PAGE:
Our recent snowfall is almost a memory. We’ve gone from this…
It’s still unseasonably cool. The therapeutic effect of warm temperatures and sun hasn’t arrived, although the patient plants are trying to pick up where they left off in January. The garden has that battered and squashed look produced by two bouts of strong northeast winds, days of below freezing temperatures, and almost a foot of the white stuff.
Today I went looking for photo-worthy sights in the garden and didn’t manage to find much. The old stuff looks tired and beaten-up, and the new stuff hasn’t really started.
Now back to making lists of things to do: cut down old stalks, tidy up beds, prepare mulch, distribute mulch, seed tomatoes, foxgloves, and verbena, set out new plants, work on the soaker hose revival project, finish pruning… Rush to get it all done before summer arrives.
I’ve been a gardener for thirty-five years, during which I’ve learned a few things. These thoughts recur regularly as I work in the garden, so I decided to write them down, in case other gardeners may find them helpful.
When in doubt, clip the lawn edges. Nothing spruces up a garden (at least the lawn-plus-perennial-beds kind) faster than this. Even a “yard” with a lawn and a few sad shrubs can be made to look like a garden in the making by defining some edges and fluffing up bare soil. Spreading compost around is the finishing touch.
Before stepping into a bed or planting, decide exactly where to put your feet. Those size 8s can snap and squash innocent plants. Pick spots where they’ll do the least damage, both to plants and your body, especially if you need to hold a position while tying, digging, or pruning. Balancing on one foot while twisting yourself into a pretzel shape is not recommended.
In summer-dry places, delay watering as long as you can, to encourage plants to grow deep roots. Once you do start watering, make a schedule and water each area regularly, abiding by local watering restrictions. Keep a record of what area was watered and when.
Learn how to deadhead the plants in your garden and do it regularly. Deadheading extends bloom time and prevents excessive self-seeding. It also forces you to pay attention to the forms and structures of your plants.
Learn how to propagate plants from seed, cuttings, and divisions. These are cheap ways to increase desirable plants, and doing this stuff is a great way to really know plants, way more than buying nursery-grown specimens.
Learn how to prune. It’s not brain surgery (since plants don’t have brains, and you do). If in doubt, cut less. You can always cut more, but once you’ve cut something, you can’t stick it back on. When in doubt, stop, look, and think.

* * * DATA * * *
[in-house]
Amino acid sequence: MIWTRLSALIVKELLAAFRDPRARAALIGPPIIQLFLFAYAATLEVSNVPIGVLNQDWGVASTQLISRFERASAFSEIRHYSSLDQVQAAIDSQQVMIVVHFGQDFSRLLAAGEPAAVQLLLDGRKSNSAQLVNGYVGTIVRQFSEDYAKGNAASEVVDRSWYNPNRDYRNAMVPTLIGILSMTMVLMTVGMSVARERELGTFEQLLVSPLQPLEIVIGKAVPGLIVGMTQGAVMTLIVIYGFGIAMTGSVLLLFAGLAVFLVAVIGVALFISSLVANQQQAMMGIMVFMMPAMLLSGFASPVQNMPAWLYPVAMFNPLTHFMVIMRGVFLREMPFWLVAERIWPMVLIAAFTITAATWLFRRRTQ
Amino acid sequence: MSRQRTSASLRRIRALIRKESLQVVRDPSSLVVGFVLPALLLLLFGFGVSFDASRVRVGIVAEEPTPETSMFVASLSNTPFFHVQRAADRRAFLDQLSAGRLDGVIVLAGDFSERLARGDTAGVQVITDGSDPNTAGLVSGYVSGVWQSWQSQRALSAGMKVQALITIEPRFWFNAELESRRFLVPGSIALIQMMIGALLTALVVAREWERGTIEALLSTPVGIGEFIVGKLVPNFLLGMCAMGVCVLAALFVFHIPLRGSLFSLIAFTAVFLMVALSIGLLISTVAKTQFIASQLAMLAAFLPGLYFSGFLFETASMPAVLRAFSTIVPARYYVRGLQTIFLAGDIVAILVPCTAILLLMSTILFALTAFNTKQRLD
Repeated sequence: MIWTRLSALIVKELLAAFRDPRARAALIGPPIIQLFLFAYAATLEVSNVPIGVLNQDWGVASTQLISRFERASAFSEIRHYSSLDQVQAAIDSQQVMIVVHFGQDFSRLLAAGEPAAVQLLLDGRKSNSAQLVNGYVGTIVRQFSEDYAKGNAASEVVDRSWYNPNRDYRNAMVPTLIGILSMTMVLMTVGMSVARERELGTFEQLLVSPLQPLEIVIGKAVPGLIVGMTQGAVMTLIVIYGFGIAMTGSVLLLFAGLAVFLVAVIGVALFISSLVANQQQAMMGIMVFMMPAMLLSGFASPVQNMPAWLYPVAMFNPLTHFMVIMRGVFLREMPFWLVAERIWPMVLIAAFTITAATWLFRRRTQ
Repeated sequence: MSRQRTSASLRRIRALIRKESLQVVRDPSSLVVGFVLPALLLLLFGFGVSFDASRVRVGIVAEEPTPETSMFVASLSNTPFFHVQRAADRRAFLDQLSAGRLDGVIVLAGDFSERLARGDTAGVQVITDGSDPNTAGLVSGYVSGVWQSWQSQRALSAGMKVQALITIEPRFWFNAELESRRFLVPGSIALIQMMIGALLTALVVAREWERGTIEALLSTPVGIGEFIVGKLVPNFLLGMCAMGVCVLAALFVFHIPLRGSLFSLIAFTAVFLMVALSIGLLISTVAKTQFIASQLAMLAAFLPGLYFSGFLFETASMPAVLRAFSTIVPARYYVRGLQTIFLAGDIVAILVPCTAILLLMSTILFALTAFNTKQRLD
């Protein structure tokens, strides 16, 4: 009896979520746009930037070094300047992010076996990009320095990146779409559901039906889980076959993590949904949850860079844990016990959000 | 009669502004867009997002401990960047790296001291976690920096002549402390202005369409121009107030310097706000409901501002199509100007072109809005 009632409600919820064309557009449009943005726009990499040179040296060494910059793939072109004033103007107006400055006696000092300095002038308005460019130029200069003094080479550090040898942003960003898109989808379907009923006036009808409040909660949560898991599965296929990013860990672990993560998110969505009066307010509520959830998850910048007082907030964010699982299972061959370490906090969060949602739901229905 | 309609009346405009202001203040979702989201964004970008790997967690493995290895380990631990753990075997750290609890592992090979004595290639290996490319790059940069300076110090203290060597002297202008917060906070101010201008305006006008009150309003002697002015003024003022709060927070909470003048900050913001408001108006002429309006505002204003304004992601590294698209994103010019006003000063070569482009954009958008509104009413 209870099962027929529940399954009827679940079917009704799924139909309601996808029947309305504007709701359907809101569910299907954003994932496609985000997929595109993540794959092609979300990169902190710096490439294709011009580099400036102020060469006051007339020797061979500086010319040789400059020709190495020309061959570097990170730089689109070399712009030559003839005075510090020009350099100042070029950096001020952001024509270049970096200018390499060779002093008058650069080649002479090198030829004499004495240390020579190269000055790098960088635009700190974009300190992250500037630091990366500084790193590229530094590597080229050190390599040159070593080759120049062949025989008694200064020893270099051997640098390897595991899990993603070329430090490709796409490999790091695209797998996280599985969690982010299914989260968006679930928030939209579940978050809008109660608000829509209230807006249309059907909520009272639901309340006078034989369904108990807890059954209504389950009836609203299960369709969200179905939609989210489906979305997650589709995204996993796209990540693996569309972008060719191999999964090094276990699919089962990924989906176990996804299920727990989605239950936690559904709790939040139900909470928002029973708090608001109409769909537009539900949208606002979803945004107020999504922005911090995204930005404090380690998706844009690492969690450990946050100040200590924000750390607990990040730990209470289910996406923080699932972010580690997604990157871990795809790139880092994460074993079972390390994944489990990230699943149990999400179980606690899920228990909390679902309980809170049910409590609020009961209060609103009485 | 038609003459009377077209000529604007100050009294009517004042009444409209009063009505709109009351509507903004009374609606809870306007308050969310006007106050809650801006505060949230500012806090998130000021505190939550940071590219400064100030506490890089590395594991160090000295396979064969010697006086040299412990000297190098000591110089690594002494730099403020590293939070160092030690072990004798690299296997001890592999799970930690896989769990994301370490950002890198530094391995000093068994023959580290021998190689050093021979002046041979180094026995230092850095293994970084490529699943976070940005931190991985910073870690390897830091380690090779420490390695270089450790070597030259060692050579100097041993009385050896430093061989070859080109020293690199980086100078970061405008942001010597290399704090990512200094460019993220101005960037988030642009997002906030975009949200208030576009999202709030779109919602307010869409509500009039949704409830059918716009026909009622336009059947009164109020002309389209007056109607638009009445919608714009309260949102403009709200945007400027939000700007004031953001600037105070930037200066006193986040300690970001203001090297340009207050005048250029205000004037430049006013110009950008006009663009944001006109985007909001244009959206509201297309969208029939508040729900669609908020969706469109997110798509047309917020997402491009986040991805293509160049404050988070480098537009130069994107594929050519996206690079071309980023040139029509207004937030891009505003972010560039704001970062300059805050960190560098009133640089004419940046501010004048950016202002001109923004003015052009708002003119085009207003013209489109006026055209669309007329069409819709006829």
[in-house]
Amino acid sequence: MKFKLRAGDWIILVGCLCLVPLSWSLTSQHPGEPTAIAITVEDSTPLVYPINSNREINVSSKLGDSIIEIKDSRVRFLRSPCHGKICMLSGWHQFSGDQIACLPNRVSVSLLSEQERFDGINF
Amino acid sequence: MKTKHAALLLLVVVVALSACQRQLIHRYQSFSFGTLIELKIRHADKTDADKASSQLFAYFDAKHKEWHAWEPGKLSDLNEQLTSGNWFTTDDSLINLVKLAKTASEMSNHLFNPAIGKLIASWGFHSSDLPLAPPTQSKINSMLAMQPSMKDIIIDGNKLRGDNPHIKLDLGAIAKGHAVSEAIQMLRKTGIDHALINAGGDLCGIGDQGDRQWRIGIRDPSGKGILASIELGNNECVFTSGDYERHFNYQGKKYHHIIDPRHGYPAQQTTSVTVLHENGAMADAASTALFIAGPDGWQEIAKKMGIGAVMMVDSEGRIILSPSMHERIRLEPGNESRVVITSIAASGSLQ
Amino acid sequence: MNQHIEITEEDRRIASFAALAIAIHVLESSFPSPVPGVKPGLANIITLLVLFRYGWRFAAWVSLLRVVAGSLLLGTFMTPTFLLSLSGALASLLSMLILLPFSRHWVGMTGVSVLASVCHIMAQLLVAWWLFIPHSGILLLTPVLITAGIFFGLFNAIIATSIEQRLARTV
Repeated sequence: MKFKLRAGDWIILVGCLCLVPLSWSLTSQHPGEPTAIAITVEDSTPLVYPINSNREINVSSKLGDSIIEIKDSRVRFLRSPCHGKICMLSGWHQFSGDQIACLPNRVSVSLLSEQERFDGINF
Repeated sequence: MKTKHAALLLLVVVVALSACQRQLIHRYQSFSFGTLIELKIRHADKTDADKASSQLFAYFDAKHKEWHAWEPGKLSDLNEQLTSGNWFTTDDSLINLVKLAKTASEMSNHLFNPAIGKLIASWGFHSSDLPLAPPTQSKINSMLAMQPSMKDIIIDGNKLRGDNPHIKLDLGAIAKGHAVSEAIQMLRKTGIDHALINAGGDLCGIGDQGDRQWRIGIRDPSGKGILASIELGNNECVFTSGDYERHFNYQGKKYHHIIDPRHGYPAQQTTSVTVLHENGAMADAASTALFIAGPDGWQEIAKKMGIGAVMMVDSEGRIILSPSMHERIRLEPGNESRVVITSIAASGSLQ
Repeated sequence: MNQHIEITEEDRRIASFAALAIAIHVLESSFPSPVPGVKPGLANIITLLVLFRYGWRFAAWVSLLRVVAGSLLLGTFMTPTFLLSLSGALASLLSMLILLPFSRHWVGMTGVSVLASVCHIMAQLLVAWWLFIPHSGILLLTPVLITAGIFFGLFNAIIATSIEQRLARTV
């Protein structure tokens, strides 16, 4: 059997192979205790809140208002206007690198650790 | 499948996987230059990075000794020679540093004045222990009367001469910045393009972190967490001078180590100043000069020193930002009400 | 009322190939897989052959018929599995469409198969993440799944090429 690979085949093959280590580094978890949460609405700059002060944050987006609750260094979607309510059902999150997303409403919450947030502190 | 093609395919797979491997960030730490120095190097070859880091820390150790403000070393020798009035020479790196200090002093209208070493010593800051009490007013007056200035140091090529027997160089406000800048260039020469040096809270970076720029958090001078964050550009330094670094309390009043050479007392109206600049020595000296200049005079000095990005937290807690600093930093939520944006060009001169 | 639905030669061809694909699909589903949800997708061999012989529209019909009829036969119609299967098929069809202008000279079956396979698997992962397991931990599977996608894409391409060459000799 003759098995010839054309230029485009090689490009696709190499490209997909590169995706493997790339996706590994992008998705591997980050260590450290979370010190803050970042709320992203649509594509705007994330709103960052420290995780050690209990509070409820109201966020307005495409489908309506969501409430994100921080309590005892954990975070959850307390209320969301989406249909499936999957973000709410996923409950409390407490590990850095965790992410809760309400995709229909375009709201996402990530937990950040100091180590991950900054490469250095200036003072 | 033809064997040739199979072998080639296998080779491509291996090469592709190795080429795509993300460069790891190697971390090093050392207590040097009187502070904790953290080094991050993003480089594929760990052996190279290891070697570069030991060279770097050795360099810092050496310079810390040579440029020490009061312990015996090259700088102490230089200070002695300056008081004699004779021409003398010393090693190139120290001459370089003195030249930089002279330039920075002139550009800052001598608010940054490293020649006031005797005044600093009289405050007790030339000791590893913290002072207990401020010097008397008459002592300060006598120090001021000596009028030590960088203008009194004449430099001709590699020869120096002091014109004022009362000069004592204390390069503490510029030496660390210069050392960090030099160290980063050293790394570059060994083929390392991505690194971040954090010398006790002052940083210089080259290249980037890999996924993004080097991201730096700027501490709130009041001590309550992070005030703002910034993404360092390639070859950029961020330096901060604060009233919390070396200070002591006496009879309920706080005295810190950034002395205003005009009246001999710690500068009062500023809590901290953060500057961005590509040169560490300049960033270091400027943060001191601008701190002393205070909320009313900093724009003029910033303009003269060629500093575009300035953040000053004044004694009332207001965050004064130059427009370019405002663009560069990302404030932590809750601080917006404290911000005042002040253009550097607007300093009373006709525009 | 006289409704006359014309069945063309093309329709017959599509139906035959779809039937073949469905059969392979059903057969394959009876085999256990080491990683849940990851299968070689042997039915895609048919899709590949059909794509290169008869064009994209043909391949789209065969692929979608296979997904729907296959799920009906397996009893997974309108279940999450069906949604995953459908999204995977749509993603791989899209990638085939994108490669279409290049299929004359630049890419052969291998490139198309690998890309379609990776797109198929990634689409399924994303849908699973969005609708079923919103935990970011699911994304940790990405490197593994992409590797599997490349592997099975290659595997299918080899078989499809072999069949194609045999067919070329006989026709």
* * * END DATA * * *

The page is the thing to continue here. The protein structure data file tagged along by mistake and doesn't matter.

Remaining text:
If a newly-acquired perennial or shrub shows suckering or vigorously spreading tendencies (I’m looking at you, Mahonia aquifolium!), decide right away if that’s okay with you. If not, either remove the plant and get rid of it, or make an effective management plan. Hoping the plant will change its ways isn’t an option.
Don’t try to change your garden into something it isn’t. You’re stuck with the fundamentals (climate, soil, topography), so you may as well live with them. If you’re determined to turn your sandy seaside garden into a mountain meadow, be prepared to labour endlessly. (Gardening involves enough labour as it is.)
Accept that the garden will change, no matter what you do, and not always as you intend. That 2010 picture at the beginning of the post is a good reminder of this truth. Some plants will die out and others will thrive. Not always the ones you want, of course.
Don’t believe all the advice you read, even this post books and articles by writers you esteem. Every garden is different, and gardening is a hands-on business. Learn by doing. On the other hand, reading about other gardeners’ thoughts and experiences can be a comfort and a joy.
Keep in mind that your garden is a place in which to engage in gardening (i.e., digging, planting, weeding, deadheading, edging, watering, and gazing in wonder). It’s not a status symbol, contest, or race. But your garden is also a home for various creatures — birds, squirrels, insects, etc. Think about that before making drastic changes, such as tree removal.
Cultivate the habit of noticing beauty, no matter what happens in your garden. Even in the bleakest, deadest, driest seasons, even after the windstorm, there’s something beautiful to be seen. You just have to find it and recognize it.
Calendar spring has arrived, but the real thing is still peeking around the curtain, trying to decide when to make its appearance. We’ve gone from cold to cool, but haven’t arrived at warm.